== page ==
A challenging case: Acute-on-chronic vomiting in a German shepherd - Veterinary Medicine
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A challenging case: Acute-on-chronic vomiting in a German shepherd
These clinicians discover that this dog's history of chronic vomiting was disguising a serious underlying problem.


Five days after surgery, the dog became very depressed, tachypneic (120 breaths/min), remained febrile (104.5 F [40.3 C]), and began vomiting large amounts of bloody fluid. Thoracic radiography revealed no changes in appearance from the previous day. Results of an arterial blood gas analysis (sample obtained while the dog was receiving supplemental oxygen) indicated hypoxemia (PO2 = 60 mm Hg [normal = 90 to 100 mm Hg]; PCO2 = 25 mm Hg [normal = 36 to 40 mm Hg]; SPO2 = 91% [normal = 95% to 100%]). The owners elected euthanasia because of the poor prognosis associated with aspiration pneumonia and megaesophagus.

Figure 6
A gross necropsy was performed. The jejunostomy and gastropexy sites were intact. The stomach serosa was dark-red to black, but the mucosa appeared normal. The esophageal serosa and mucosa were dark-red to black, but the mucosa was intact. The sutures were intact in the esophagus; however, when tested, fluid leaked through a small portion of the suture line. The diaphragm incision was also intact. The mediastinum contained about 1 L of serosanguineous fluid. The esophagus was markedly dilated, measuring more than 16 cm in circumference (Figure 6). The cranial lung lobes were atelectatic. There was no gross evidence of aspiration pneumonia, but a histologic examination was not performed.


Gastroesophageal intussusception is a rare gastrointestinal emergency, and the cause is not completely understood. It seems to be more common in young dogs, usually less than 3 months of age. Males seem to be more commonly affected, as do large-breed dogs, especially German shepherds, possibly because of the higher incidence of hereditary megaesophagus.1-4 Esophageal disease is frequently associated with gastroesophageal intussusception, suggesting that abnormalities such as megaesophagus, abnormal esophageal motility, and esophageal hiatus laxity may be important contributing factors to gastroesophageal intussusception.2-6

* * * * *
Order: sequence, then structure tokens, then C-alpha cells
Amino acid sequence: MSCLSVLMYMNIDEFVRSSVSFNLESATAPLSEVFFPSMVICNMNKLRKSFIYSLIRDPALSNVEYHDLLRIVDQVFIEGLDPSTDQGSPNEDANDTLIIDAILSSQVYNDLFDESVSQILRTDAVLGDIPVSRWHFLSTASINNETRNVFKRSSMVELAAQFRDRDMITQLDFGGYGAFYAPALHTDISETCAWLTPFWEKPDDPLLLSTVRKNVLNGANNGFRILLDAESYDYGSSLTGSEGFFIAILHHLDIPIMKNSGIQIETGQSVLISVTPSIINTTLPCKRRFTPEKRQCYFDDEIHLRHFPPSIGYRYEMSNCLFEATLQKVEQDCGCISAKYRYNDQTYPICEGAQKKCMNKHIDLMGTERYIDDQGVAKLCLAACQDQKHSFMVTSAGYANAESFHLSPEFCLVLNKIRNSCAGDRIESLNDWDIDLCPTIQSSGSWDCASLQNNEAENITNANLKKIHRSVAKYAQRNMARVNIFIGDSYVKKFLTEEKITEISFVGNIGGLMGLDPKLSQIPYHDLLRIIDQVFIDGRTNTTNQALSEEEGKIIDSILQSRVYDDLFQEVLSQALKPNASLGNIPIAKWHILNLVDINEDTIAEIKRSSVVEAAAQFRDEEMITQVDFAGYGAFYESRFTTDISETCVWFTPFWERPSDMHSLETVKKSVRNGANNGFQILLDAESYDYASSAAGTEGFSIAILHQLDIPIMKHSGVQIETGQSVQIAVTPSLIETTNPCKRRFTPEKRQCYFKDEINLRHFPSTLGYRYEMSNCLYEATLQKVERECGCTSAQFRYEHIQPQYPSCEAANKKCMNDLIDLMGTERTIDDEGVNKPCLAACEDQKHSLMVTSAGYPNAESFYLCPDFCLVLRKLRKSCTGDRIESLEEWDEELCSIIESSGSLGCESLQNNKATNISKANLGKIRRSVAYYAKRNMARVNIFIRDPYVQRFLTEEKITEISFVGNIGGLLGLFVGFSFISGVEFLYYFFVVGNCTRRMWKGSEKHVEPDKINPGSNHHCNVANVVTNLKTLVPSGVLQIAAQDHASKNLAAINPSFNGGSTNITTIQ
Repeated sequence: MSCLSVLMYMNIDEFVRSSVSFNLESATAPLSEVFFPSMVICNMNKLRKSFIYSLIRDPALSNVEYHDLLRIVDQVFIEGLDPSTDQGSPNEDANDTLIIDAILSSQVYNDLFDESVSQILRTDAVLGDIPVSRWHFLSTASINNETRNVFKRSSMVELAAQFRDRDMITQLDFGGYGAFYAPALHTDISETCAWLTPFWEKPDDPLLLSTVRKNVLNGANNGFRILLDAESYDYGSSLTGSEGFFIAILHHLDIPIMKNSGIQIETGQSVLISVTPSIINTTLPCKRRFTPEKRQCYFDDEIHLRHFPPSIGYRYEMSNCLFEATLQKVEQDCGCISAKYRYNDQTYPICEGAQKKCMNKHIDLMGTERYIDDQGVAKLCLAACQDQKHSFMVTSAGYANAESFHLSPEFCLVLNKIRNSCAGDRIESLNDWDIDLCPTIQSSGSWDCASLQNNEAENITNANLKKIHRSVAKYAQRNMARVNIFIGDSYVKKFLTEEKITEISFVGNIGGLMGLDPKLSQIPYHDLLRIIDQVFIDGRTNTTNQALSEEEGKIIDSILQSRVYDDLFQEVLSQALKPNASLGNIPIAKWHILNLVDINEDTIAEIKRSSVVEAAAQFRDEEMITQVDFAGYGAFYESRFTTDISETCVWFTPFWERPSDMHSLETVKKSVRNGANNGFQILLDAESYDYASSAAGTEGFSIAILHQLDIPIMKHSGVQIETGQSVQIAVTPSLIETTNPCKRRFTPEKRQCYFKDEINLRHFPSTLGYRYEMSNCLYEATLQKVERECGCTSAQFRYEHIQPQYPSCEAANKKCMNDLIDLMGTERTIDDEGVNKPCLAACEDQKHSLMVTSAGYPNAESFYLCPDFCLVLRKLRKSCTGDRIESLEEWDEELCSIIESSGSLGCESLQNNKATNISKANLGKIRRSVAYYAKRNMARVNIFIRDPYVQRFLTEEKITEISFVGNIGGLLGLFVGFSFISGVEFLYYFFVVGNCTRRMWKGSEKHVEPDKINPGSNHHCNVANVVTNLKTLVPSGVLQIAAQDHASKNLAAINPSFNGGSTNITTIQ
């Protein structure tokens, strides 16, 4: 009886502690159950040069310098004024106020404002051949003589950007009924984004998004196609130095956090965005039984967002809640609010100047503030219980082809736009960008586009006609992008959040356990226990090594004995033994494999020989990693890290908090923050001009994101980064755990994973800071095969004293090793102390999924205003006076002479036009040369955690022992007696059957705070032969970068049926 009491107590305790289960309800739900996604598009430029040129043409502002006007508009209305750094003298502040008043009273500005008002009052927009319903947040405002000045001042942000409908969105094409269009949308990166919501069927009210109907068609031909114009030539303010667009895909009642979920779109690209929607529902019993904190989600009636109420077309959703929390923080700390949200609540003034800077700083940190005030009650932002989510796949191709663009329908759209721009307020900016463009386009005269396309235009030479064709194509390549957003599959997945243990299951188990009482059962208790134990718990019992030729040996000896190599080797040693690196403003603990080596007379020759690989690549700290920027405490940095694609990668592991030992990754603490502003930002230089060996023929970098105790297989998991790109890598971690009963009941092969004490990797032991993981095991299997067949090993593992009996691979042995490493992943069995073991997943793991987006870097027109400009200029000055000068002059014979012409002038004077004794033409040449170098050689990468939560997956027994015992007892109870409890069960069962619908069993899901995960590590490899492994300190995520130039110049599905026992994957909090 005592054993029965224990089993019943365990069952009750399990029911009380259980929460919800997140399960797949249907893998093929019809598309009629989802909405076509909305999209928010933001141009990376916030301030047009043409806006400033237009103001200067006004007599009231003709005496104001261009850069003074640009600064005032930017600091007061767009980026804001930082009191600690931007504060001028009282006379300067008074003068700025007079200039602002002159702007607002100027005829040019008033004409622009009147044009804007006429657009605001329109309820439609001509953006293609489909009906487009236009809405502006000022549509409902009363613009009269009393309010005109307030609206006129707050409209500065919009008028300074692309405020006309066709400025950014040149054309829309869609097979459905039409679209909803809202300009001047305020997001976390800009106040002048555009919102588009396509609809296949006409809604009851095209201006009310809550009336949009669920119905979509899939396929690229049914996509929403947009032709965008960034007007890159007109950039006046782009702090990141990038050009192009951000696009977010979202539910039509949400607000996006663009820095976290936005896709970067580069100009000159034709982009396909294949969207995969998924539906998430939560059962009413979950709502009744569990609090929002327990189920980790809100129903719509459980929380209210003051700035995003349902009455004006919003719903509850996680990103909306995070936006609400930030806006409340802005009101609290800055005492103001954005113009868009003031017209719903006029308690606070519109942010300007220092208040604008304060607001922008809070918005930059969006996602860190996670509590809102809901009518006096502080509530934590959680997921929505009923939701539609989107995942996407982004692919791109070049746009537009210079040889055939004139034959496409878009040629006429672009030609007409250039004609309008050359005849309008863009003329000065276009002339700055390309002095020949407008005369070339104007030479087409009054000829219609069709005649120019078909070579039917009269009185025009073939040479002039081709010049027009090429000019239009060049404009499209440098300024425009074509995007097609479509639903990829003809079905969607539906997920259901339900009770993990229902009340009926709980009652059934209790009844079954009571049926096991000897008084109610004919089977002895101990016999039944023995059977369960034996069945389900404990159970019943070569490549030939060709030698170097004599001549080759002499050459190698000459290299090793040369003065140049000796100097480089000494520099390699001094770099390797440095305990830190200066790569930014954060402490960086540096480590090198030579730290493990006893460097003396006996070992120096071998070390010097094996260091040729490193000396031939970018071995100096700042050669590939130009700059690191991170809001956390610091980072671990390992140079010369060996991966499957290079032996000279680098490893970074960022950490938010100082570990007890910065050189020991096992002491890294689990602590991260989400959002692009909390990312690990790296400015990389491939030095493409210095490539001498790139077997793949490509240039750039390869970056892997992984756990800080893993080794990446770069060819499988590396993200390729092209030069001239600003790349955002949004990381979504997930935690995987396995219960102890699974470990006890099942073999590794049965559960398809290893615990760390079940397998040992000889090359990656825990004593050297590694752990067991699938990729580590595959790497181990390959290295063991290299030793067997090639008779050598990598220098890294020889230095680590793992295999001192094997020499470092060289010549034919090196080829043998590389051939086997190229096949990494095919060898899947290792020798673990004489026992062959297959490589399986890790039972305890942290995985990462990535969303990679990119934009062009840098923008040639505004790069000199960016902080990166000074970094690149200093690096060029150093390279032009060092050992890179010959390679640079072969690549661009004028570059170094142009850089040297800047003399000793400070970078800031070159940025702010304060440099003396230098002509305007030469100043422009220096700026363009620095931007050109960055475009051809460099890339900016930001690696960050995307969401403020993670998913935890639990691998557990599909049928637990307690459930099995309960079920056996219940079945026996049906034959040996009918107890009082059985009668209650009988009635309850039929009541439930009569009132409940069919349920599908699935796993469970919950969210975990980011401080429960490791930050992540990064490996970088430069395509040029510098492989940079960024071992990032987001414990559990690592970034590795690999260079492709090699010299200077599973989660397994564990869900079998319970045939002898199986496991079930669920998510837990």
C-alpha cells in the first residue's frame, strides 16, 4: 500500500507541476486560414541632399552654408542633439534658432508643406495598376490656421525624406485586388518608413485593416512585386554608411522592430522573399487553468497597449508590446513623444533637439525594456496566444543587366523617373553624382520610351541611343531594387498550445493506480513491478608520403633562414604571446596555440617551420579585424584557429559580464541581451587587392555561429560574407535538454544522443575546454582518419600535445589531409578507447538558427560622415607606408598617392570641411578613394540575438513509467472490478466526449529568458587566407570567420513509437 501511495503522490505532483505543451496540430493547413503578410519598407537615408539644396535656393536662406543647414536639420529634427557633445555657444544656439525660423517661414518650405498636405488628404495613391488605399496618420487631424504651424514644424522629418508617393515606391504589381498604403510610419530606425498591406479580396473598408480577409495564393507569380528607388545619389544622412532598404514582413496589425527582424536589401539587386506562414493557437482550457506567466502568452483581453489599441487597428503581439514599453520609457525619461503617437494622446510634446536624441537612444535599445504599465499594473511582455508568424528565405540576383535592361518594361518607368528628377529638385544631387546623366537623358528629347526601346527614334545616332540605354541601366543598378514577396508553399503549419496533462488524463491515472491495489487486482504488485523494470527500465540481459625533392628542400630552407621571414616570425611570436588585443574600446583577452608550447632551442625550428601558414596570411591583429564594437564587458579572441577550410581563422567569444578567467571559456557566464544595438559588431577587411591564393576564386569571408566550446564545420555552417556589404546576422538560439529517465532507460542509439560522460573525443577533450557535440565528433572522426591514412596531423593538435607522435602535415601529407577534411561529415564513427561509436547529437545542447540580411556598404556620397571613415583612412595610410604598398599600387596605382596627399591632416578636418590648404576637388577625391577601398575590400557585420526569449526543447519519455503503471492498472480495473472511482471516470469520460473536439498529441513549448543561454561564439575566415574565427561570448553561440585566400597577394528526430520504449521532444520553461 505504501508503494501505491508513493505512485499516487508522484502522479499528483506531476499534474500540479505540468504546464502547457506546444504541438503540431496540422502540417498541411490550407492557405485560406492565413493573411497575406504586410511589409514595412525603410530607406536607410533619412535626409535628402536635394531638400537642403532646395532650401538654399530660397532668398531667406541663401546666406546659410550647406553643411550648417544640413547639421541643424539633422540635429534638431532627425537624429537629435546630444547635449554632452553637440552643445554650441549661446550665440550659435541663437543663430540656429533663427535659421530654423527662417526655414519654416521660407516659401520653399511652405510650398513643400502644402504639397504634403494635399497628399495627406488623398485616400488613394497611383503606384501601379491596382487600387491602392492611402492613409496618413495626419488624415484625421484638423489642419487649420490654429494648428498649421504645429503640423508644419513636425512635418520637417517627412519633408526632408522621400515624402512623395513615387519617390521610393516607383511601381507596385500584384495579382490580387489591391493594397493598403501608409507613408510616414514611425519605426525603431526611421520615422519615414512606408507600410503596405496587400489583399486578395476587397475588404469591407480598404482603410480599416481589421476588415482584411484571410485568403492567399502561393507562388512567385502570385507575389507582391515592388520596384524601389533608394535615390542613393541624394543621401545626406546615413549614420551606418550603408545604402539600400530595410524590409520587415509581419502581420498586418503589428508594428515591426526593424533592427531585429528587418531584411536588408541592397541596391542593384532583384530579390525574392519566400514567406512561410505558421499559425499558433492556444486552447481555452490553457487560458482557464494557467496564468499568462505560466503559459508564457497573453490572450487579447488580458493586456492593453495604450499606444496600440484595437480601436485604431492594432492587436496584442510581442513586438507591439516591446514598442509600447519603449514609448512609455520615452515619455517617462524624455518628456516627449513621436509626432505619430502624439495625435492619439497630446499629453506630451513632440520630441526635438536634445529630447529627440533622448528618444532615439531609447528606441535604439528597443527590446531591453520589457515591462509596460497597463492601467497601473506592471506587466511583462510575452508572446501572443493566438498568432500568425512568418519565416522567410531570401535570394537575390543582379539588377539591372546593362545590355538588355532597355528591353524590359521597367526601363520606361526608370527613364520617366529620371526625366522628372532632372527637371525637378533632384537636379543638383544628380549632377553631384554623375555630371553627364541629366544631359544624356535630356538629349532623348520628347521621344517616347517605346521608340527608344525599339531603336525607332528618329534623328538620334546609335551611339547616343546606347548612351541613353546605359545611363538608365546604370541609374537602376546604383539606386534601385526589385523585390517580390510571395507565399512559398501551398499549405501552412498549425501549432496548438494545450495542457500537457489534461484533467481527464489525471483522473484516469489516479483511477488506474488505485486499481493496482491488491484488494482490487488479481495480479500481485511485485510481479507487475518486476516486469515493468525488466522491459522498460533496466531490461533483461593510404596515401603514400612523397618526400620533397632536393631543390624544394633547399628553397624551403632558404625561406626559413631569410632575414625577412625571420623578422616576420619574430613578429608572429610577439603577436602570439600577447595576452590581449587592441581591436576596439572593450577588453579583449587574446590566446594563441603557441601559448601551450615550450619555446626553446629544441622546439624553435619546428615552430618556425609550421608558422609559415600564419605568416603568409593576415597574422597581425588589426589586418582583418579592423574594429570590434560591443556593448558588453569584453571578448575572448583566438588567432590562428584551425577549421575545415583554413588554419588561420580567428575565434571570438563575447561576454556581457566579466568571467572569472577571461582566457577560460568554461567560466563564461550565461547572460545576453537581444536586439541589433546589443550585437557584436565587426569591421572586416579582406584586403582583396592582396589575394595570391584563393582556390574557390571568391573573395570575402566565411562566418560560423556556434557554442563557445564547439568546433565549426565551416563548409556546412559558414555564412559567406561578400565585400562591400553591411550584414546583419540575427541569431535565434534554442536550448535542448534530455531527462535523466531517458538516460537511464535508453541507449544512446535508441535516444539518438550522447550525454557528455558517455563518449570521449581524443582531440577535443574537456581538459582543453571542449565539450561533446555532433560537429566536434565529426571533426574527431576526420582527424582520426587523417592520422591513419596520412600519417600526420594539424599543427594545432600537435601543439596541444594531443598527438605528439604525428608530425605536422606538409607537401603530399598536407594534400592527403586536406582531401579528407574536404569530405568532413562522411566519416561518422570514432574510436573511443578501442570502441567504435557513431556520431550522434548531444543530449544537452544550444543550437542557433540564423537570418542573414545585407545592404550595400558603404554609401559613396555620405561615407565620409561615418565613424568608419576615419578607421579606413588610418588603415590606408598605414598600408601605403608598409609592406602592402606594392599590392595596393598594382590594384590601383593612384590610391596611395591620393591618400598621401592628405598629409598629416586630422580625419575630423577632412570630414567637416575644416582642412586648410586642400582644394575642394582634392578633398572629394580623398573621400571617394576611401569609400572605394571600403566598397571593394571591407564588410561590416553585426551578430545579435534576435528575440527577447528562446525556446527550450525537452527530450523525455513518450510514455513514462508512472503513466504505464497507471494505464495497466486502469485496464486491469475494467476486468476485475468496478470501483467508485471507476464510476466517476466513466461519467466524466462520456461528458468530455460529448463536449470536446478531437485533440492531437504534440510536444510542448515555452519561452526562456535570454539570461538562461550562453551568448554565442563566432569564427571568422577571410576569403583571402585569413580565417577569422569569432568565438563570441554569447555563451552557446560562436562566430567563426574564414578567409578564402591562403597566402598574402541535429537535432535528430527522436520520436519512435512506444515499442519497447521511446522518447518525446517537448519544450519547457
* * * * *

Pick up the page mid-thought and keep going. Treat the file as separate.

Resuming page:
Common clinical signs of gastroesophageal intussusception include regurgitation, vomiting, hematemesis, hypersalivation, abdominal discomfort, and dyspnea.3 Along with the stomach, other abdominal organs can invaginate into the esophagus, including the spleen, duodenum, pancreas, and omentum.3,5 In addition to obstructing the esophagus, gastroesophageal intussusception can cause respiratory and cardiovascular dysfunction by acting as a space-occupying mass in the thorax.2-4 The intussusception can impair caudal lung lobe expansion and compress the great vessels in the thorax, compromising perfusion to various organs and venous return to the heart, leading to a state of obstructive shock and death.3

Gastroesophageal intussusception can be diagnosed by obtaining plain or contrast radiographs. A soft tissue opacity mass may be located in the caudal thoracic mediastinal area. The gas bubble in the stomach's normal anatomical location will be absent. If contrast medium is used, it may show a filling defect in the caudal esophagus, with no contrast present in the normal anatomical location of the stomach.3-5 If the diagnosis is still questionable, esophagoscopy can be performed, although it may not be possible to pass the endoscope into the stomach or rugal folds may be viewed within the esophagus.2-5,7


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